What's Cool In Road Cycling

Toolbox: What Type Of Cyclist Are You?

Ahhh the Giro. You got the sprinters, the climbers, the domestiques, & the leadout men to name a few. Everyone has a specialty and they get paid to do what they do best. What do you do best on the bike? Can you climb like a billy goat with some sick power to weight ratio? Or do you have piston like legs chocked full of fast twitch muscle fibers for sprinting. Perhaps you’re well rounded and do a little bit of both or conversely detest one for the other.

No matter what, it is important to your success as a racer to figure out your strengths and exploit those gifts to their maximum potential. I mean you got races to win and you gotta figure out which ones! Naturally, start by taking a look back at your previous racing and riding successes. Plan your “A” races around courses in which you can exploit your strengths. If you’re a sprinter make sure the course allows you to sit in the bunch before the final sprint. If climbing is more your gig, choose an event that has suitable climbing for your tastes. But by all means give ALL types of races a “go” and use the opportunity to improve upon your weaknesses. You may find that in response to the training and racing stimuli your weaknesses turn into your strengths.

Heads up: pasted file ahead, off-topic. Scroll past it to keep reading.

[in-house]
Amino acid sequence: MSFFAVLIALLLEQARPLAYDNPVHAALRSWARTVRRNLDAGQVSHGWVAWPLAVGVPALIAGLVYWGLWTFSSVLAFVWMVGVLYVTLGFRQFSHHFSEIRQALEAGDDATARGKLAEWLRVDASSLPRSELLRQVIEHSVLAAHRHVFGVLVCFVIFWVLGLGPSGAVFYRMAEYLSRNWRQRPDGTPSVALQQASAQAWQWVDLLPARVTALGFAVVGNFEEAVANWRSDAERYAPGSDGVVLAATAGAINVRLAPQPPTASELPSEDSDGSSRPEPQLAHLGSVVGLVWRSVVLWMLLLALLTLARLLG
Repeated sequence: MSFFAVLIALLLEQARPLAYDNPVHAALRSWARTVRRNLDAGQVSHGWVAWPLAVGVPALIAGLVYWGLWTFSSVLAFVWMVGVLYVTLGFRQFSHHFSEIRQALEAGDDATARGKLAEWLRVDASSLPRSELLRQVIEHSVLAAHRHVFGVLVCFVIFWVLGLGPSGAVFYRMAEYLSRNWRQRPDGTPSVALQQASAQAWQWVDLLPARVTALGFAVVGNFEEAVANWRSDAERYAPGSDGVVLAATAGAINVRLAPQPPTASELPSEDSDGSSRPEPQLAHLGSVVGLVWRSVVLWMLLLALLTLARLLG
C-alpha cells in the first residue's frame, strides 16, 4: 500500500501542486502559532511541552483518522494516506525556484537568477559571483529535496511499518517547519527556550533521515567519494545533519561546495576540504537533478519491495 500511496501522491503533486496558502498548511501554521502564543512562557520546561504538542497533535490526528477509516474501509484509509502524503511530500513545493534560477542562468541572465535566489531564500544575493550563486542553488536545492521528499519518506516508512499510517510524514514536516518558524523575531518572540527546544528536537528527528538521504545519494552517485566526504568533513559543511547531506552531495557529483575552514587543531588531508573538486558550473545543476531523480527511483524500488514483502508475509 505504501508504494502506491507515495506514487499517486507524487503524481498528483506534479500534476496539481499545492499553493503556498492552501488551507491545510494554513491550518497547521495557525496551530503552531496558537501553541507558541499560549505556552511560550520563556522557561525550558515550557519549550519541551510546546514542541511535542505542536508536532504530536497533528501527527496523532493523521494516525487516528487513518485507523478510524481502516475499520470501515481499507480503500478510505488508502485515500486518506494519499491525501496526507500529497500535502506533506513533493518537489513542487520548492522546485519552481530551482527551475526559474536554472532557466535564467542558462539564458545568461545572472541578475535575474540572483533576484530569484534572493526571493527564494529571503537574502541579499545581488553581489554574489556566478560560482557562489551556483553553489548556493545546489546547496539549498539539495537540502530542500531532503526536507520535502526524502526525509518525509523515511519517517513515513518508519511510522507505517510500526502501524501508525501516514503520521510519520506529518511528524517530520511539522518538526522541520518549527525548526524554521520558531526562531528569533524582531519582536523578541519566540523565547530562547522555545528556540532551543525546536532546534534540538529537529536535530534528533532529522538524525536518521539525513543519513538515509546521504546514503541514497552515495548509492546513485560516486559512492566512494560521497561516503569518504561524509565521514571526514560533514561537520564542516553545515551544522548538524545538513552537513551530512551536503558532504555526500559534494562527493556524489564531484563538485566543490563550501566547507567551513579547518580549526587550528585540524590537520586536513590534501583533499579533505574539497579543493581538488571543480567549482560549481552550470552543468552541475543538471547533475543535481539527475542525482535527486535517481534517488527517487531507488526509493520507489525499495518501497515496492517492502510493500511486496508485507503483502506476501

Now take a minute for a little self assement. Can you count your ribs in the mirror? Or are you currently looking for pants with extra room in the quadriceps? Often times your body type defines what type of cyclist you are. Forget that we all want to climb like Lance and sprint like Mario. It is physiologically impossible to be both. Basically, Lance is a genetic freak possessing VO2 max numbers off the charts. And Mario is one of the rare men out there who can hit 1600watts in the last 200meters of a 250km race.

Aside from your build, consider visiting your local physiology lab to determine your strengths and weaknesses. Find out your VO2Max, your power to weight ratio, your anaerobic threshold, etc… . Discuss with your coach or your mentor how your numbers compare with other cyclists of your ability. Finally, adapt your training and race schedule towards your strengths but do not forget to work on your weaknesses with specific training!! Being a well rounded cyclist will lead to a long and illustrious career at any level!

Frank Overton
Frank is a USA cycling certified coach and category 1 road racer. He can be reached at his website
and may be found training around Boulder, Colorado while trying to exploit his many years of racing and training experience into getting some results!

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